It is noteworthy that associations were observed for walking pace, independent of physical activity volume, with accelerometer data also indicating associations for physical activity intensity, but not for physical activity volume. Given that walking pace is a measure of physical function and closely associated with cardiorespiratory fitness8, these results are consistent with findings for cardiovascular disease and all-cause mortality more generally, where measures of cardiorespiratory fitness have been shown to be stronger predictors of outcomes than measures of physical activity alone8,35,36,37. Furthermore, cardiorespiratory fitness is considered a cardiovascular vital sign with low fitness and frailty closely linked to aging37,38. Therefore, it is possible that the mechanisms linking physical activity to biological aging detailed above may be optimised by exercise interventions designed specifically to increase cardiorespiratory fitness and physical function, rather than overall physical activity volume per se. However, this hypothesis needs further investigation.

Interestingly, the suggested causal effect of walking pace on LTL via MR was greater than that suggested by the adjusted observational associations reported in this study, or for exercise intervention studies in middle aged adults28. We have previously shown that each additional year in chronological age is associated with a Z-standardised LTL value of −0.02439. Therefore, the difference in LTL between slow and fast walkers suggested by the MR analysis is equivalent to 16 years of age-related difference in LTL, whereas the adjusted observational analysis produced estimates that were equivalent to 2 years of age-related difference. There are several possible explanations for difference. Previously investigated associations between other risk factors and health outcomes, such as blood pressure and lipids, have also reported greater effect sizes from MR than those proposed by observational or interventional research40,41,42. It has been proposed that this difference could be explained by MR measuring lifetime exposure, whereas observational studies measure the exposure at a single point in time, and/or intervention research assesses change over a relatively short period of time43. However, it has also been cautioned that the association of genetic variants with risk factors may vary by age which could act to inflate MR estimates44. Furthermore, differences in the strength of the genetic association with the exposure and outcome may also influence MR estimates44. Therefore, whilst MR can help determine causality, the size of the effect should be interpreted with caution and is likely to be greater than the magnitude of change that can be anticipated from any future intervention.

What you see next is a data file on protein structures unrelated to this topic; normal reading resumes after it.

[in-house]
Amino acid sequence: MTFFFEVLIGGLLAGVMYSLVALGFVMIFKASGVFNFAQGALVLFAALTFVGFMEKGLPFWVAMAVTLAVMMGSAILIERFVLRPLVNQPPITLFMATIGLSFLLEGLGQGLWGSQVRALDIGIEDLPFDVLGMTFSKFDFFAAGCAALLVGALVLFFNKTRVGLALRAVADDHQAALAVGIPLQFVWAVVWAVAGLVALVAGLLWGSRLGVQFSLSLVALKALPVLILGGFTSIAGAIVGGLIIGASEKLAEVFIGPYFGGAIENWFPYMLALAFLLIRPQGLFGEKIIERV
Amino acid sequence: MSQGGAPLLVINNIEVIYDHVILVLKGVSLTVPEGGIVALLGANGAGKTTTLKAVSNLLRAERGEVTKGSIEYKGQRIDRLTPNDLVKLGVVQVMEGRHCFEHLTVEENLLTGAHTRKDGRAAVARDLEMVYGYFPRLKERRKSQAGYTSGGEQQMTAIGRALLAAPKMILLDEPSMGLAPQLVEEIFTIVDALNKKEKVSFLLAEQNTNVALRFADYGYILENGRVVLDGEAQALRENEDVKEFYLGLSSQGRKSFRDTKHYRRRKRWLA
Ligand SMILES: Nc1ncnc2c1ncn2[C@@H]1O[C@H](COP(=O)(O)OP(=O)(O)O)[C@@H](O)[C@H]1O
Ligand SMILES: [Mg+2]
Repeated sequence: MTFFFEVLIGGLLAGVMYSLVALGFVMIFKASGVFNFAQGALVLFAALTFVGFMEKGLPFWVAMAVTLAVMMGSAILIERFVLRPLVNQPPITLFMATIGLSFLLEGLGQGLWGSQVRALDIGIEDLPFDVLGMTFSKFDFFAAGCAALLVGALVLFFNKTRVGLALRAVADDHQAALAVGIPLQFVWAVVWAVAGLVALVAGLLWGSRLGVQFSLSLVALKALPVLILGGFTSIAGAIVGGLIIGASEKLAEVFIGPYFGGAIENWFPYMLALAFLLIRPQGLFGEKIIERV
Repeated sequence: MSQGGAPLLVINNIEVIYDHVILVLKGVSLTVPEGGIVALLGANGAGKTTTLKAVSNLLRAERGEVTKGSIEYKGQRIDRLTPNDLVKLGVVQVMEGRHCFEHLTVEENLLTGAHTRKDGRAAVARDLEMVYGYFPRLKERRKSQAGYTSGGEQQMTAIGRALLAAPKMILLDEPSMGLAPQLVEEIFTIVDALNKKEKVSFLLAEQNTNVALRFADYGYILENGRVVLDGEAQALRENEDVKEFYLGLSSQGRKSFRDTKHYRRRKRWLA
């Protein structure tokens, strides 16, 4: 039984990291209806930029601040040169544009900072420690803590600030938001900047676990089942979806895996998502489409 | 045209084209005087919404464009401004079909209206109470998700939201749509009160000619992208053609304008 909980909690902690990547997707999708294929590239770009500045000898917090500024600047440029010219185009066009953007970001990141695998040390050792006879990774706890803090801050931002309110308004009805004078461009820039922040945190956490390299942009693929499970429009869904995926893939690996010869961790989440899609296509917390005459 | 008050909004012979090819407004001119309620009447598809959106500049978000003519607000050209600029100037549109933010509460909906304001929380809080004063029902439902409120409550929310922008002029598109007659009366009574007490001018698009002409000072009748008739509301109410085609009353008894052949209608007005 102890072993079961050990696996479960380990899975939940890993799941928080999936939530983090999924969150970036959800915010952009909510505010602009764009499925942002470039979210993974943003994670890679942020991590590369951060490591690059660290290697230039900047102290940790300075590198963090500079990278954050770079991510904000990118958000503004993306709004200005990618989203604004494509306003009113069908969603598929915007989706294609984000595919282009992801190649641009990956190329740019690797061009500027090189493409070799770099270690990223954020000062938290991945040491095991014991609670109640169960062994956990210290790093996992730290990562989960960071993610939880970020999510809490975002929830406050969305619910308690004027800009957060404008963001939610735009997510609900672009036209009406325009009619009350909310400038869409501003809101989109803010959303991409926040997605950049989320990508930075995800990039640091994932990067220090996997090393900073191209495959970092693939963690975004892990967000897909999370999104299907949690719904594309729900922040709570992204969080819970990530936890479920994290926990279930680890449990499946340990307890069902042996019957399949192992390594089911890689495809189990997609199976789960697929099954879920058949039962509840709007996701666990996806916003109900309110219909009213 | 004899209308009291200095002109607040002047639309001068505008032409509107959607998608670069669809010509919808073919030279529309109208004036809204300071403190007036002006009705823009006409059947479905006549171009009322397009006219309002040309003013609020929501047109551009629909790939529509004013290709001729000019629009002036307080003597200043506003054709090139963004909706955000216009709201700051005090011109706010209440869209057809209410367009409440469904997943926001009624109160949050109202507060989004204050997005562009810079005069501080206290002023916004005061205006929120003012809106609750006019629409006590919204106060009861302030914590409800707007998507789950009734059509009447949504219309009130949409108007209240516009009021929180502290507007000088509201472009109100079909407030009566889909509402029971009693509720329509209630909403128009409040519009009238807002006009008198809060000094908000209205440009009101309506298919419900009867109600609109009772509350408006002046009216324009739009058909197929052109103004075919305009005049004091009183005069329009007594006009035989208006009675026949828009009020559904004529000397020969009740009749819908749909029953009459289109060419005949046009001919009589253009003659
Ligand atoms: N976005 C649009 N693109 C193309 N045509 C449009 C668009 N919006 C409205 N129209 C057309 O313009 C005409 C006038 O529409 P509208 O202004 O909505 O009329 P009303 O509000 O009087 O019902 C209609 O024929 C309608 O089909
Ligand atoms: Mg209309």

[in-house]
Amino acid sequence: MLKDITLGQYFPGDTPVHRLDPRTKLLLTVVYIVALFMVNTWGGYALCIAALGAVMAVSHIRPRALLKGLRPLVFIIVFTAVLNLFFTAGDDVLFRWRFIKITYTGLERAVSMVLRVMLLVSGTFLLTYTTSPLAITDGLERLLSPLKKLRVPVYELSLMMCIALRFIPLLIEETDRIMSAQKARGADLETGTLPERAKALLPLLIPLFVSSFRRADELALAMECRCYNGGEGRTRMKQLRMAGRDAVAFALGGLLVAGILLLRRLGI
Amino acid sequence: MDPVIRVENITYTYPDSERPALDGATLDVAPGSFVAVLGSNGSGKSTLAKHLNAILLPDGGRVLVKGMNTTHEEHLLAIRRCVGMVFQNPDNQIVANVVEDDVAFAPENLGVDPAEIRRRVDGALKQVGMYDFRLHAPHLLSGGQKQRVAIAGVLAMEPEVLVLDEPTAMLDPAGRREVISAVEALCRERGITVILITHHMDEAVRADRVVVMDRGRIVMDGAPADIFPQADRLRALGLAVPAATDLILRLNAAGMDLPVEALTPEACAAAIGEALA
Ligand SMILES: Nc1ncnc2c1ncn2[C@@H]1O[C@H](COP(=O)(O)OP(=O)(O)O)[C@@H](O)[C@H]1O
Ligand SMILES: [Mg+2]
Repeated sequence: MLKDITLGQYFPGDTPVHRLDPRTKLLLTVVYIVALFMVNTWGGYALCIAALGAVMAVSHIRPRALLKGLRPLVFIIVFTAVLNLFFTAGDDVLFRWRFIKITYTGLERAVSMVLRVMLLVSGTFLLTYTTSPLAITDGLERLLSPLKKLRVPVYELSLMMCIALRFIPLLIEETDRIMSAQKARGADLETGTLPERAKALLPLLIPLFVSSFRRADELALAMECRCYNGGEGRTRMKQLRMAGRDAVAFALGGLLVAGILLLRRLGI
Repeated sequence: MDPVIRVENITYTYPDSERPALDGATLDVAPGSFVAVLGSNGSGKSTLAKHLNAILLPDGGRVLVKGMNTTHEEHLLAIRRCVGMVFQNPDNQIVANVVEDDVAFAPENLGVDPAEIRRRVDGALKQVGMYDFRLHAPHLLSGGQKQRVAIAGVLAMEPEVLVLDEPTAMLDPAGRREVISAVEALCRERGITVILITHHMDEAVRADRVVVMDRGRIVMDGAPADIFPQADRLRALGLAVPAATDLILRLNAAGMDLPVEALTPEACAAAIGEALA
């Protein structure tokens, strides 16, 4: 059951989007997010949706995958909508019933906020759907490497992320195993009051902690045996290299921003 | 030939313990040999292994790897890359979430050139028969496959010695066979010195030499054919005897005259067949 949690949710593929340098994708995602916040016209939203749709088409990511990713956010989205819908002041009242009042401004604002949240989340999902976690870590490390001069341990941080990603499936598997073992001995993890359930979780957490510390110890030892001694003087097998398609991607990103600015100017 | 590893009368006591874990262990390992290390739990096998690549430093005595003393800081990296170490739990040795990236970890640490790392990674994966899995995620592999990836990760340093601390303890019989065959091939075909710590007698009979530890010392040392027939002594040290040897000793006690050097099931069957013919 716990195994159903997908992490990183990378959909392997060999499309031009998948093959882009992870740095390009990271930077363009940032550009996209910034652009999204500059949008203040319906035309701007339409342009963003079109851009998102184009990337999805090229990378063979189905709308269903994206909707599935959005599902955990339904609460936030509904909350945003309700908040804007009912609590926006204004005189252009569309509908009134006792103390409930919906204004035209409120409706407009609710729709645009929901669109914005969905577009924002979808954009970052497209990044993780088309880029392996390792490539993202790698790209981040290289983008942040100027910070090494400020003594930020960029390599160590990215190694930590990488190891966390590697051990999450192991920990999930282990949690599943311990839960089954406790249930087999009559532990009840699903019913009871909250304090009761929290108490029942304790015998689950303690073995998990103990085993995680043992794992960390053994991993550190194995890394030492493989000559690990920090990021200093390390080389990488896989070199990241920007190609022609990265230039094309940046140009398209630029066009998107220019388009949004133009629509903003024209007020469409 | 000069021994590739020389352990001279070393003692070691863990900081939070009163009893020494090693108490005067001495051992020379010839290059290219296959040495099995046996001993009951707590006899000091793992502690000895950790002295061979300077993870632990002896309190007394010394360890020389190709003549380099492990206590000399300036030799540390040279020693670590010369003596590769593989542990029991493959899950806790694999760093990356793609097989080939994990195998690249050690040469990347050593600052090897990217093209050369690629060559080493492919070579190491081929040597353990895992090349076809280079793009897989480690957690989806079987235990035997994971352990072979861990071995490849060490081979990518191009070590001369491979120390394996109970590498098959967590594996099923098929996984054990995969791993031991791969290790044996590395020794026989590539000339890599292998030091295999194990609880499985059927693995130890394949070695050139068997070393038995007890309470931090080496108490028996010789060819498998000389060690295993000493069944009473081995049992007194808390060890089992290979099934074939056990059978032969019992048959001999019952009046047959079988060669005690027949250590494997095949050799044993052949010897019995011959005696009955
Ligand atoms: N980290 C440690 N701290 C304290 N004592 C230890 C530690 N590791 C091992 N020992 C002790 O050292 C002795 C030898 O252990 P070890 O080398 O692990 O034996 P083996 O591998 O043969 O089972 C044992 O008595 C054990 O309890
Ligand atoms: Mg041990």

Key strengths of this analysis are the large, contemporary, well-phenotyped cohort with high quality LTL data, and the use of bidirectional MR to examine potential and relative causal effects. However, there are some important limitations. Our study is based on a one-time measurement of LTL, with the inherent limitations of cross-sectional analysis. Longitudinal studies are necessary to assess any relationship between physical activity and LTL attrition. However, it is notable that longitudinal studies of LTL in adults suggest very modest changes within an individual over time, particularly over shorter rather than whole life periods45. The importance of lifetime exposure was further supported by the difference in association between the observational and MR analyses. In addition, whilst the self-reported measure of walking pace in UK Biobank has been associated with objectively measured cardiorespiratory fitness8, it is possible that responses are also influenced by wider factors and personality traits that will not be affected by an intervention to target walking pace per se. Nevertheless, analysis of accelerometer data in UK Biobank supported the findings for walking pace, as a measure of habitual movement intensity was associated with longer LTL, whereas there was little evidence of an association for overall movement volume. Although our observational findings were supported by MR, this should be viewed as suggestive of causality, rather than confirmative. The effect sizes and strength of association were attenuated when using the MR-median weighted method, perhaps indicating evidence of potential bias in the walking pace instrument. However, this may be due to reduced power in the method, as our other sensitivity analysis using MR-robust adjusted profile scores was still highly significant. Finally, although large in scale, the UK Biobank cohort is healthier than the general population, and the accelerometer sub-study may be subject to some further selection biases (i.e., being measured a median of 5.7 years after UKBB baseline assessment). However, key covariates have been shown to be mostly stable over this time period46, and risk factor associations have previously been shown to be generalisable to the general population47.